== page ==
A friend of mine recently confided that she hasn’t been able to do the artistic work that fills her spirit because of all the pressing commitments she has to meet.

The obstacles to spending time in her studio are many and real: her son needs special attention, bills have to be paid, boxes unpacked, attorneys met with—the list is long. Just hearing it almost convinced me that it would be impossible for her to spend time with her art until the proverbial dust settled.

Almost. Because I could hear myself in her words: focusing so intently on the obstacles to what I want that I begin to stop wanting. And I lose the energy and motivation that comes from letting myself imagine what I really want.

Growing up, I got brownie points for acting adult, which meant “being realistic,” i.e., shaping my wants and desires to fit what looked possible within obvious constraints. Don’t want too much because that’s greedy and besides there are kids starving in Africa.

But wanting a lot and thinking you have to have all of it are two separate processes.

I LOVE root beer floats. They’re on my dream list of “I love and I want.” Just thinking about them stimulates memories of hot summer afternoons, cool waters and endless hours at the beach. Eating a float, though, would make me sick, so these days I don’t have to have them even if they are on my dream list.

Wishing and wanting tap our imaginations. Deciding we have to have something, or even pursue it, is a choice.

Nobody told me that I could dream big without having to squash my desires into a right-sized package.

The process of dreaming big and imagining what we want stokes our energy and our motivation so we can then proceed with the process of discerning what’s most important to us, setting goals, and pursuing them.  With the infusion of energy we tap when we get in touch with our dreams, we can tackle the obstacles that we know we’ll find along the way.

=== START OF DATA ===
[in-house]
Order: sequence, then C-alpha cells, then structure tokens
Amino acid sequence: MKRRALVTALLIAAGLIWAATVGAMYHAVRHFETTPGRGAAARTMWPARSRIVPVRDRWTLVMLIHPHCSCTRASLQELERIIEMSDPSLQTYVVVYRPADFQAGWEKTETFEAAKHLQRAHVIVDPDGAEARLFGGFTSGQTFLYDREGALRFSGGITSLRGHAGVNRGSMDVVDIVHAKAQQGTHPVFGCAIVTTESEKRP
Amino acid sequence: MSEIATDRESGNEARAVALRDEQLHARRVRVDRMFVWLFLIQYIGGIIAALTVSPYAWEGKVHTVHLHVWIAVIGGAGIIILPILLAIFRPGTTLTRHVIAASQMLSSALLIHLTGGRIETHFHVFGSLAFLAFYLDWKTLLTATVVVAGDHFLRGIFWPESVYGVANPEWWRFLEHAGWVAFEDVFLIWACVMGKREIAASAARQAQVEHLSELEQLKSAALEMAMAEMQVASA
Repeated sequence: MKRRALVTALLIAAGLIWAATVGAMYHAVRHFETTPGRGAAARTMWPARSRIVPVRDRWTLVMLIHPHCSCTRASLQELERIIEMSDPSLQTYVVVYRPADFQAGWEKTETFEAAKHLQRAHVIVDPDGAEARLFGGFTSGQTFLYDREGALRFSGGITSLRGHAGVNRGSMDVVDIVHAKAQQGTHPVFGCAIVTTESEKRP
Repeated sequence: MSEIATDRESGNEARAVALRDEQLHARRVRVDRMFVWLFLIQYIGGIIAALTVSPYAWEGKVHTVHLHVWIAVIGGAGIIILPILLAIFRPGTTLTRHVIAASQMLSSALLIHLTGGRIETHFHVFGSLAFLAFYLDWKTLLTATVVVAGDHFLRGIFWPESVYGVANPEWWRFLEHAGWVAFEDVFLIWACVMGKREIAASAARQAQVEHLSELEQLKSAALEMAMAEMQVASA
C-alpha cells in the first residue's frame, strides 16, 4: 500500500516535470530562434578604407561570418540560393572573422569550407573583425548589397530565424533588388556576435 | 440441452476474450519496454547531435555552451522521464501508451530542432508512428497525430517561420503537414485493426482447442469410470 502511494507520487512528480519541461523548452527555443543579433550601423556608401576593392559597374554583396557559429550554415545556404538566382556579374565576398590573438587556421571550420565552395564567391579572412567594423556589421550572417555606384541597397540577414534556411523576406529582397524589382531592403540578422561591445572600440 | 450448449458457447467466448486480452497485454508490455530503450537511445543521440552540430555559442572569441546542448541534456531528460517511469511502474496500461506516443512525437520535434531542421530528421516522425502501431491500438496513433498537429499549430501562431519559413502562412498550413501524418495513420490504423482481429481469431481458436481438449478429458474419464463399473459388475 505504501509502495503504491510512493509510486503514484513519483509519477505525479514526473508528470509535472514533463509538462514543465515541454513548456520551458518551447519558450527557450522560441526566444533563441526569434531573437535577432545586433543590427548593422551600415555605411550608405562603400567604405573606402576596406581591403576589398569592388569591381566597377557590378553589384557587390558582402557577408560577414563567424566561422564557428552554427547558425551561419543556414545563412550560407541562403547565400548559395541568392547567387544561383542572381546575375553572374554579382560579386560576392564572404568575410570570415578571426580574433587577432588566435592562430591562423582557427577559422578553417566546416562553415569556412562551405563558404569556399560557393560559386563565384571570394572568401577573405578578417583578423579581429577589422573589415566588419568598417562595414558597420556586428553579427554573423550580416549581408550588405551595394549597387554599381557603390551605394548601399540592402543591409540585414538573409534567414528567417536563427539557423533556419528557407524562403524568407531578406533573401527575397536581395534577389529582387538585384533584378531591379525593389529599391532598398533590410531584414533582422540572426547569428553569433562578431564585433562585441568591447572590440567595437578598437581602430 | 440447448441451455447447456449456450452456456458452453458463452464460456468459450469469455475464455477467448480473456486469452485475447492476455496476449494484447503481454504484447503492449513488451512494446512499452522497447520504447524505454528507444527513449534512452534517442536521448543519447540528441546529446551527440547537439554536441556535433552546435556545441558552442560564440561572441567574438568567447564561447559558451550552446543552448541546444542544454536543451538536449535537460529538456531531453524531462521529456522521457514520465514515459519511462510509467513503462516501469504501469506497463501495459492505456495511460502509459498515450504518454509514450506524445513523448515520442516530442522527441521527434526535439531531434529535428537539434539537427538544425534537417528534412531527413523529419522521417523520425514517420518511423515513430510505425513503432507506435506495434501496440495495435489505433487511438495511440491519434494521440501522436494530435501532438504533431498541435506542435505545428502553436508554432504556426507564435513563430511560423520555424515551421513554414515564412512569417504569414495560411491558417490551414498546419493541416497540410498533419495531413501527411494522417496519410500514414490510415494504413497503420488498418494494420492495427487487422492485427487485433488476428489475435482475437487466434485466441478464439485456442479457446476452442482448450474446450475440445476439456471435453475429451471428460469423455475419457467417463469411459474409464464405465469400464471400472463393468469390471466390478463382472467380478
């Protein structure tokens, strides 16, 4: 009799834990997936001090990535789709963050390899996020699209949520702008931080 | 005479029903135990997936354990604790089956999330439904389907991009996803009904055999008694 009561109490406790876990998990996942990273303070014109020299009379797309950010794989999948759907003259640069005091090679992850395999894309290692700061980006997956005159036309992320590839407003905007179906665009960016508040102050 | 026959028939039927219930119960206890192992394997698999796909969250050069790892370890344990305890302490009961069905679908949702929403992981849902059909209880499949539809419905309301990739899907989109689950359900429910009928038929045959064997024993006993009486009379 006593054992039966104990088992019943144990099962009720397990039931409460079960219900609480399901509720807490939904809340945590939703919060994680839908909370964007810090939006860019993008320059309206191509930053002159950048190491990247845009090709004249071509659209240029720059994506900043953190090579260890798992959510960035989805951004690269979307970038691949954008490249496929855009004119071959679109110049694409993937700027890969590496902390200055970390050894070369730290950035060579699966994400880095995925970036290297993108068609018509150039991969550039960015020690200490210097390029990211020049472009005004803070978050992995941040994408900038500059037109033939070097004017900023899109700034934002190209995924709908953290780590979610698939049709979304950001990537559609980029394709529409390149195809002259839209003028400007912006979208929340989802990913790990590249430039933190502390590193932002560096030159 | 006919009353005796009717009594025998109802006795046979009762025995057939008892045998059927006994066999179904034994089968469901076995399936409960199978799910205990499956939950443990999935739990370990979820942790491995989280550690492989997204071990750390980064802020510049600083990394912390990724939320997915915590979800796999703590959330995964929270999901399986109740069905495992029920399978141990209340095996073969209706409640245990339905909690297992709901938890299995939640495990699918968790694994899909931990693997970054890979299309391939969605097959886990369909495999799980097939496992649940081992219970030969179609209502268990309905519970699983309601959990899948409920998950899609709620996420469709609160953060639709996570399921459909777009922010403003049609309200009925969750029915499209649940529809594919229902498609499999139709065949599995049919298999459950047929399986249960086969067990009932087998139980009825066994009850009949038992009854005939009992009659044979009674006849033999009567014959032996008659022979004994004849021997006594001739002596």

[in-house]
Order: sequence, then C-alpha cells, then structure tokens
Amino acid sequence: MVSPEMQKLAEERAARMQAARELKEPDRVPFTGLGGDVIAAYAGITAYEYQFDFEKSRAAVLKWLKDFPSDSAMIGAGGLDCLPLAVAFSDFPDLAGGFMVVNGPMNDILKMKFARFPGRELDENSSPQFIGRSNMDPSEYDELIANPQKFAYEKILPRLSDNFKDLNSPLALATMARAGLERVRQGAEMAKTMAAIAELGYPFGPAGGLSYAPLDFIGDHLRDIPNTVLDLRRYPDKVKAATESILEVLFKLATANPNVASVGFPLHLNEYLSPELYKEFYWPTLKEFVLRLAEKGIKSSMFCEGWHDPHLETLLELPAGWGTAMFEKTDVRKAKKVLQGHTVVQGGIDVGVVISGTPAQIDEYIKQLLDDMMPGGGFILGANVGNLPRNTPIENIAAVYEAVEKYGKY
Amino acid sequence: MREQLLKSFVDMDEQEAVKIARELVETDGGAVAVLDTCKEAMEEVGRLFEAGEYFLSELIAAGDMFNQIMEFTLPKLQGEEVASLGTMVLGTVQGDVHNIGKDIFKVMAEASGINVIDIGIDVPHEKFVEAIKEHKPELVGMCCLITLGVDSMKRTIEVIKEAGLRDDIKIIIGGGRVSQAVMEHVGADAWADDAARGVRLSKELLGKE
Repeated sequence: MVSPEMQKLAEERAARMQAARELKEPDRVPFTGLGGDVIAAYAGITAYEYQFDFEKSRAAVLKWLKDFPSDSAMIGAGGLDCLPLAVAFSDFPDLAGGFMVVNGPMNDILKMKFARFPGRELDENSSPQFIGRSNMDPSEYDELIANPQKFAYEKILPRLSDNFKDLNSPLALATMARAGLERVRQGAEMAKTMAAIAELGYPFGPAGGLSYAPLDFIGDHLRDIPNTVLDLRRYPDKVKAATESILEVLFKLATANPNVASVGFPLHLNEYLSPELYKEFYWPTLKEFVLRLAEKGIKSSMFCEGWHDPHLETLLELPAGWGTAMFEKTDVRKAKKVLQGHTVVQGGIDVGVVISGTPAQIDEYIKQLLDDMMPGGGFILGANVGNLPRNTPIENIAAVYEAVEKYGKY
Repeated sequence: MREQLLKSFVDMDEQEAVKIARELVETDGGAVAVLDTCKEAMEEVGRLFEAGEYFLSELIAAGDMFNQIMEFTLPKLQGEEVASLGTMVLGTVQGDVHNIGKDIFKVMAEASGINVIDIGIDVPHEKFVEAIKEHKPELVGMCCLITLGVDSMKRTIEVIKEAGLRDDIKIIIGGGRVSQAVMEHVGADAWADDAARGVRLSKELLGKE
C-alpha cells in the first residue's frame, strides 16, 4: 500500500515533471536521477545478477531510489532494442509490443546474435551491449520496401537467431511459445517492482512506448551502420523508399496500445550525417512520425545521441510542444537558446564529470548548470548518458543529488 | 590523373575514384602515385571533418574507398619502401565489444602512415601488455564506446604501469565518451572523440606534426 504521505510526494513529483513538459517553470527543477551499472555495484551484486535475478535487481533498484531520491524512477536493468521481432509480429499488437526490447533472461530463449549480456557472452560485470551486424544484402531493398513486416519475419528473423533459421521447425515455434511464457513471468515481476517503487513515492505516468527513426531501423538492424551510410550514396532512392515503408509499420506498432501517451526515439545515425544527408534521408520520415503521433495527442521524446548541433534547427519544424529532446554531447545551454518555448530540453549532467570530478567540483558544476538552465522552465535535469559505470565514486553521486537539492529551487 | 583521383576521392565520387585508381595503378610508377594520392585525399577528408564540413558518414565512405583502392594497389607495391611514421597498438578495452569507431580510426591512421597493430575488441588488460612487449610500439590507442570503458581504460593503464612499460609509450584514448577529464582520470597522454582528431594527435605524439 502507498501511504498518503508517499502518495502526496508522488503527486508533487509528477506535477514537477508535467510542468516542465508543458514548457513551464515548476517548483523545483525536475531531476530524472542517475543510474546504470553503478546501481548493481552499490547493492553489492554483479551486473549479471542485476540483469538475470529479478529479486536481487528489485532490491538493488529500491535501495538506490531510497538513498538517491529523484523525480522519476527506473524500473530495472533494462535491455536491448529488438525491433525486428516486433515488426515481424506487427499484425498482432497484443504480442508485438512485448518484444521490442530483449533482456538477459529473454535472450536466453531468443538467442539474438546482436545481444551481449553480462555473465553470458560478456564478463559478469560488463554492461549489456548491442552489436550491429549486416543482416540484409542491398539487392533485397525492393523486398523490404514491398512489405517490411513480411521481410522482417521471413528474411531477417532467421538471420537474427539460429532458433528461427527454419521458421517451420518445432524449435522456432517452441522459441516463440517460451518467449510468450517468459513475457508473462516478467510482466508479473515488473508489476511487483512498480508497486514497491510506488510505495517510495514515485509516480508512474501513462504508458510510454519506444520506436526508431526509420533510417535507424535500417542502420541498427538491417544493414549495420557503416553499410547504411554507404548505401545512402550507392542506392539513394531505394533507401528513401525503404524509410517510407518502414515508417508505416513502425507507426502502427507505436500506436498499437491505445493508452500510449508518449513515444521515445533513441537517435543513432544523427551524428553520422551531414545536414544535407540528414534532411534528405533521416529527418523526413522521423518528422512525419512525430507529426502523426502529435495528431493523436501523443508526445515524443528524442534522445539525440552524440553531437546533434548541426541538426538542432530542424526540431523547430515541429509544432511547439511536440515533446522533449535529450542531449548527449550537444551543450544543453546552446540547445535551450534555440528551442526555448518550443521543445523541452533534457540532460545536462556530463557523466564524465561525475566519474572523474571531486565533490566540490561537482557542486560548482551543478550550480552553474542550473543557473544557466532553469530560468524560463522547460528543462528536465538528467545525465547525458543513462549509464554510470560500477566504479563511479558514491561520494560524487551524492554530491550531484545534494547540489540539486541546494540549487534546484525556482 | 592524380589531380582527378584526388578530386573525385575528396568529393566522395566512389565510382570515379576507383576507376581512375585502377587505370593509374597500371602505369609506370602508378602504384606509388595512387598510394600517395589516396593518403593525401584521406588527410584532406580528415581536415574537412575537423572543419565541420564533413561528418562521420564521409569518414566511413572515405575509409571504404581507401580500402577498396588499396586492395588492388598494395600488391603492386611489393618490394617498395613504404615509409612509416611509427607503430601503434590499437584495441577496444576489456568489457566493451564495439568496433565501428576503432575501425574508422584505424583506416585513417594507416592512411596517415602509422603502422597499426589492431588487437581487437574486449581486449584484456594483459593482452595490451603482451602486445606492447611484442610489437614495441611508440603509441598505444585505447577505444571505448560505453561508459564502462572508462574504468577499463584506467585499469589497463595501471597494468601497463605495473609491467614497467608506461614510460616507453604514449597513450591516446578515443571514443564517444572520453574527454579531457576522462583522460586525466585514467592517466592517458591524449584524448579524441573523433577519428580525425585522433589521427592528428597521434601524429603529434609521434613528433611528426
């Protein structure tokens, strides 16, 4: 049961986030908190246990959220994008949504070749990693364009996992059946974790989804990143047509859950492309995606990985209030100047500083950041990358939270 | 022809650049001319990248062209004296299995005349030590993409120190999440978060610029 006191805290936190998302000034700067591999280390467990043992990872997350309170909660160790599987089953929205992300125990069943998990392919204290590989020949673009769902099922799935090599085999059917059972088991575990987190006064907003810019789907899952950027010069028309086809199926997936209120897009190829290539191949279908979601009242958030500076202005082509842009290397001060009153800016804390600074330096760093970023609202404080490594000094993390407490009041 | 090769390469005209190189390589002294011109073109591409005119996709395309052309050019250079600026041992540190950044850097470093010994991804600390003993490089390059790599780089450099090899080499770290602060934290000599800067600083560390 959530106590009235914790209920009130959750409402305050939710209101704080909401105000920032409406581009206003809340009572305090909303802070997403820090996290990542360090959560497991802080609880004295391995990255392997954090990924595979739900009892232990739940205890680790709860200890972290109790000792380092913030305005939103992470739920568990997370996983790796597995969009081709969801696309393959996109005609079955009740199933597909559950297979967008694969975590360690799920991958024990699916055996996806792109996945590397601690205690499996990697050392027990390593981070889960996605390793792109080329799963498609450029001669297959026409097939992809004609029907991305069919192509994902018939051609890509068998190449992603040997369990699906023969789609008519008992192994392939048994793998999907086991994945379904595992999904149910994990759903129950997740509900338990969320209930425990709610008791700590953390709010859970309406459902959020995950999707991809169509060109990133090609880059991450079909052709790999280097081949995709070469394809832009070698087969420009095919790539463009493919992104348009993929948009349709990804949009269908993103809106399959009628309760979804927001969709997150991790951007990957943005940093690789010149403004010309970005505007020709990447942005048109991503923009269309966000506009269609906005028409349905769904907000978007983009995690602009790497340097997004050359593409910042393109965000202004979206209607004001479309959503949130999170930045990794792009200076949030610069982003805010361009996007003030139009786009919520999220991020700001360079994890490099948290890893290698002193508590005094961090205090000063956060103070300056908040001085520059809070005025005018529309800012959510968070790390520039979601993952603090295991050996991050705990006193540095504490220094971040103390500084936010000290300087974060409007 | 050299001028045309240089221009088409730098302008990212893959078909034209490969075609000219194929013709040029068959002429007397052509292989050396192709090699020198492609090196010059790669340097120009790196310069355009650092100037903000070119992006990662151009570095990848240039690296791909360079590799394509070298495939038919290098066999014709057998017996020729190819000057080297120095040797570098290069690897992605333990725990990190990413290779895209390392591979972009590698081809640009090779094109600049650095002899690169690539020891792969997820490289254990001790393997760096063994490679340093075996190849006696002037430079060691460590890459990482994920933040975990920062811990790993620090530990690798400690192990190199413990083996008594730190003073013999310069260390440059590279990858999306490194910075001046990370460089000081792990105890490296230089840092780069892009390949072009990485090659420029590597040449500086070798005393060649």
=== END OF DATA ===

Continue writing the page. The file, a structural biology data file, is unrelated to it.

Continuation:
Over the years I’ve coached people who have squished their desires down so tight that they can’t even say what they want. Faced with constraints that life presented them, they forfeited the right to dream big.

Here’s the real news: dreaming big should be everybody’s right and everybody should do it!

An exercise to uncover your wants and wishes

This exercise is deceptively simple (and it can be confronting.) It’s best done in pairs with a very supportive partner, although I’ve also done it by myself.
Instructions: Pick a time to do this when you are feeling relaxed, unhurried, and can enjoy yourself. Once you get going, it’s hugely fun. Your partner (or a supportive part of you) will start the exercise by asking:

“What do you want?”

And off you will go, listing everything you can think of that you want. Give yourself full permission to want WHATEVER you want without censure. Your listener won’t comment, except to encourage you, while she or he writes down everything you say.

When you feel like you’ve run out of items, your listener will ask:

“Is there more? What do you really want?”

And off you go again dreaming big. Make your list long. Go for one hundred items.

It’s your list. Want anything you want. Tell the politically correct critic sitting on your shoulder to take a hike. You haven’t lost your values and commitments. You’re just giving yourself a little time off for exploring your desires.

  • World peace
  • A 1963 Jaguar XKE roadster
  • A set of Snap-on tools
  • A truce in Alleppo
  • A date with Johnny Depp
  • Two weeks in Bali
  • Lunch with Meryl Streep
  • The end of suffering
  • Manolo Blanhik shoes
  • Time alone

After your first dozens of wants, the list may change unexpectedly. Maybe you’ll experience a deeper set of wants for ending suffering in the world, or remember that you really wanted a tent.

Keep going until you’ve emptied out everything you can think of. And have fun!!! More is possible than you can possibly know..

When you’ve finished, give the list a chance to sit. Then as you begin to review it, you can make choices. You can bring your wonderful discernment and think about what’s underneath some of your desires, consider outcomes you really want, identify the obstacles, and choose what wants you might shape into goals.

Because now you’ll be able to tap that big pot of energy you’ve surfaced as you bring that big, bold, tender, ferocious, loving and sometimes lusty you into what you do.

Just try it and let me know what you discover. And you may find a way to take five minutes in the studio or capture a tiny piece of your dreams!